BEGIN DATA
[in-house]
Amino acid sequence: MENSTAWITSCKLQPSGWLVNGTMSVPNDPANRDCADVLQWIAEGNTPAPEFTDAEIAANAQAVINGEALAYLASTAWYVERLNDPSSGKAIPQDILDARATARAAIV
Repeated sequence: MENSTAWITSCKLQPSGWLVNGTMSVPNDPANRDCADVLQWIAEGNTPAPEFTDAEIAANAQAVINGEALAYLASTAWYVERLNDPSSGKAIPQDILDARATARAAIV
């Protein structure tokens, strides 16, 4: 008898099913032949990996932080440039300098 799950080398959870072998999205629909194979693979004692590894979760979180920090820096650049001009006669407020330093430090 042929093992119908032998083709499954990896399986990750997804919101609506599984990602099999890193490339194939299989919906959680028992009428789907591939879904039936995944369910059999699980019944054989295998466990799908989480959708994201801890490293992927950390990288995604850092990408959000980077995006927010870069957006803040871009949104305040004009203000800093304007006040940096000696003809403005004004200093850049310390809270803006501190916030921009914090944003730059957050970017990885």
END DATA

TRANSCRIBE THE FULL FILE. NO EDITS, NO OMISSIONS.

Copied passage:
[in-house]
Amino acid sequence: MENSTAWITSCKLQPSGWLVNGTMSVPNDPANRDCADVLQWIAEGNTPAPEFTDAEIAANAQAVINGEALAYLASTAWYVERLNDPSSGKAIPQDILDARATARAAIV
Repeated sequence: MENSTAWITSCKLQPSGWLVNGTMSVPNDPANRDCADVLQWIAEGNTPAPEFTDAEIAANAQAVINGEALAYLASTAWYVERLNDPSSGKAIPQDILDARATARAAIV
């Protein structure tokens, strides 16, 4: 008898099913032949990996932080440039300098 799950080398959870072998999205629909194979693979004692590894979760979180920090820096650049001009006669407020330093430090 042929093992119908032998083709499954990896399986990750997804919101609506599984990602099999890193490339194939299989919906959680028992009428789907591939879904039936995944369910059999699980019944054989295998466990799908989480959708994201801890490293992927950390990288995604850092990408959000980077995006927010870069957006803040871009949104305040004009203000800093304007006040940096000696003809403005004004200093850049310390809270803006501190916030921009914090944003730059957050970017990885």